Cry Me A River…

IT Business

And now… Mr. Justin Timberlake sings to the MSP industry:

About a year and a half ago my company took an amazing risk to go into the cloud services head first. We took a ton of partners with us. Scary proposition? Hell yes. At the time our #1 product was a $300/month dedicated server running Windows / SBS / Linux at a profit margin that made our $10/10GB Exchange 2007 + SharePoint something that was very hard to stomach. We were trading a ton of dollars for a handful of pennies.

At the time most of our partner base decided to sit on the sidelines, wait and see. More ignorant ones were boasting about how many people they were disconnecting from the cloud and moving them to on premise solutions. Most of them are not around anymore.

Fast forward 1 year. Our growing products are ExchangeDefender (more on that in a moment) followed by Exchange hosting.

Now here is the kick in the pants.

Do you know what the #1 protected IP range on ExchangeDefender is?

Go ahead, guess. I’ll wait.

If you’ve guessed Gmail (Google Apps), you’re right. Yes, the same Gmail that went lights out yesterday for a few hours. Yes, the same Gmail that people pay $0 for is the #1 ExchangeDefender target because of our LiveArchive (Exchange 2007 business continuity suite) product. Yes, the same Gmail that you told your customers wasn’t right for their business that they eventually dumped most of you and SBS for.

Every day… every single day… we play Cry Me A River in the office. Because every day, without exception, I get to hear sob stories about how clients are dropping like flies. And every day I talk about how well we are doing and how things are growing in the cloud and how well the market is developing.

Yet, every day I get ignored. When I look at services for the crying partners, they haven’t added a client in the last quarter. Or even in the last year.

What’s it gonna take to have the folks face up to the fact that computing as we used to know it has changed? You’re already losing clients and sitting on top of suffering businesses while others are growing. Is being right worth the failure of your business?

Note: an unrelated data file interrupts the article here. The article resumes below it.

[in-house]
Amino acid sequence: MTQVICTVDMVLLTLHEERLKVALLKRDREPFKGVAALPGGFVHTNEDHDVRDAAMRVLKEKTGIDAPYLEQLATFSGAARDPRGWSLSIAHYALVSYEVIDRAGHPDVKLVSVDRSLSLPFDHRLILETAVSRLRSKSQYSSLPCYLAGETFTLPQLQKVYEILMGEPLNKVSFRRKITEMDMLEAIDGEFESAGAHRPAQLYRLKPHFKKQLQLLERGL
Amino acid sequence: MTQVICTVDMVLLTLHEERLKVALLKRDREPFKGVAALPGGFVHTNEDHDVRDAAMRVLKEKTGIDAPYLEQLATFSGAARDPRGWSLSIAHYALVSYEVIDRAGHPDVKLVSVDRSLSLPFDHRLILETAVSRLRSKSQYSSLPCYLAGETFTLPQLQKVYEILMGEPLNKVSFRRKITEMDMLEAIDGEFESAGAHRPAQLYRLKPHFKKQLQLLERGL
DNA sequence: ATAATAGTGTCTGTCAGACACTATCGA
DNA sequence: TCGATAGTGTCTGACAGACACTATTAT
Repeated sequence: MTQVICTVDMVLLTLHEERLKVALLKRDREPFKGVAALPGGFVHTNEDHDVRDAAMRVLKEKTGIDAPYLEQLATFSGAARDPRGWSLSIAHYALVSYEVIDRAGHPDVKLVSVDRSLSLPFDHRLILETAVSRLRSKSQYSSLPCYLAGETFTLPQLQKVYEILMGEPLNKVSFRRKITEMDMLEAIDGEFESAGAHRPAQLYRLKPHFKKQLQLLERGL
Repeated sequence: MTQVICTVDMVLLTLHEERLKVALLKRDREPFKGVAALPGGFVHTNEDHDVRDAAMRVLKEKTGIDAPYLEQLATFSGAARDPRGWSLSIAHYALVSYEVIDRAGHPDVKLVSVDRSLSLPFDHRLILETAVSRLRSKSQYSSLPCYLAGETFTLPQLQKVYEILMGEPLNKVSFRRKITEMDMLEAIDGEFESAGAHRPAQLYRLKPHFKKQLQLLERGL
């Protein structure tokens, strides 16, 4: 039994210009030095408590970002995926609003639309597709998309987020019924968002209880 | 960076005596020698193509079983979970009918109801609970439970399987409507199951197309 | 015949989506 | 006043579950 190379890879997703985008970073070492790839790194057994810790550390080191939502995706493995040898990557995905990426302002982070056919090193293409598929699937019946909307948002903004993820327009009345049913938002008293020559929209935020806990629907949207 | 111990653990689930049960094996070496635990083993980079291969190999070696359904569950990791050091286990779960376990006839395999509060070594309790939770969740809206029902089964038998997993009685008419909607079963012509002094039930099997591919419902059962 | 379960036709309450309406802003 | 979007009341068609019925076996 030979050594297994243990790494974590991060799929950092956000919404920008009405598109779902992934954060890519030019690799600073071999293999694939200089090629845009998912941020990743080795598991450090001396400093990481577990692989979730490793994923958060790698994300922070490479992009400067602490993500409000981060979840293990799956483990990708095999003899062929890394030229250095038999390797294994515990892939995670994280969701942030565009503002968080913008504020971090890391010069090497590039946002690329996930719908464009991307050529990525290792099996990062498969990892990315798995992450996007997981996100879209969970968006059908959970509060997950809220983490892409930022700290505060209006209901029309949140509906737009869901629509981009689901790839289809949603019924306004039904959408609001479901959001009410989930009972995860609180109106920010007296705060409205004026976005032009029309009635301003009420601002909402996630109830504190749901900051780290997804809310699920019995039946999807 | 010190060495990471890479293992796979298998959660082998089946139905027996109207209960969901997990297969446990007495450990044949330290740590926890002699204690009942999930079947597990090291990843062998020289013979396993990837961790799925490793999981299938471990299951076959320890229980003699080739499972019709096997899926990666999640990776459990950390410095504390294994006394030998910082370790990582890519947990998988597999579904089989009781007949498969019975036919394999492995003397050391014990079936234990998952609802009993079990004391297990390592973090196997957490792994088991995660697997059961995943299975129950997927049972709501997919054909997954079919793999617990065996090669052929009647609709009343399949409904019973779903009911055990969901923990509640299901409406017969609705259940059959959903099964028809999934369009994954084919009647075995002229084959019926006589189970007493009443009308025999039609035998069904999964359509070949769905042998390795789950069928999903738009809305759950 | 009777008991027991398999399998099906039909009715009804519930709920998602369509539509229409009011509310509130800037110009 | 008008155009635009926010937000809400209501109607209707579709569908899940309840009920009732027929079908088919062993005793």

Believe me, I understand. I understand the fear. It wasn’t easy for me to take the knife to my dedicated server cash cow and slaughter it for a few pennies. But a year later, we’re growing. Where will you be a year from today?

Wake.. the… FUCK… up!!!!!!!!

2 Responses to Cry Me A River…

  1. JohnB says:

    I read this in my financial news letter and it remind me of this post of yours, apparently great minds think alike! Essentially the world has changed abruptly, adjust or perish, the question is what other abrupt changes lie ahead..

    “There’s been a significant break in that growth pattern, because of delevering, deglobalization and reregulation,” notes bond legend Bill Gross in his latest monthly missive. “All of those three in combination, to us at PIMCO, means that if you are a child of the bull market, it’s time to grow up and become a chastened adult; it’s time to recognize that things have changed and that they will continue to change for the next — yes, the next 10 years and maybe even the next 20 years. We are heading into what we call the New Normal, which is a period of time in which economies grow very slowly as opposed to growing like weeds, the way children do; in which profits are relatively static; in which the government plays a significant role in terms of deficits and reregulation and control of the economy; in which the consumer stops shopping until he drops an d begins, as they do in Japan (to be a little ghoulish), starts saving to the grave…

    “The successful investor during this transition will be one with common sense and, importantly, the powers of intuition, observation and the willingness to accept uncertain outcomes. As of now, PIMCO observes that the highest probabilities favor the following strategic conclusions:

    Global policy rates will remain low for extended periods of time
    The extent and duration of quantitative easing, term financing and fiscal stimulation efforts are keys to future investment returns across a multitude of asset categories, both domestically and globally
    Investors should continue to anticipate and, if necessary, shake hands with government policies, utilizing leverage and/or guarantees to their benefit
    Asia and Asian-connected economies (Australia, Brazil) will dominate future global growth
    The dollar is vulnerable on a long-term basis.”

  2. Umm, what? says:

    WTH? Me in IT, me smrt u r not cool, u don’t do the goolge.

    Are you guys on crack?

    Hey Vlad, 09/09/09 – tick tick tick I hear a monkey knocking….

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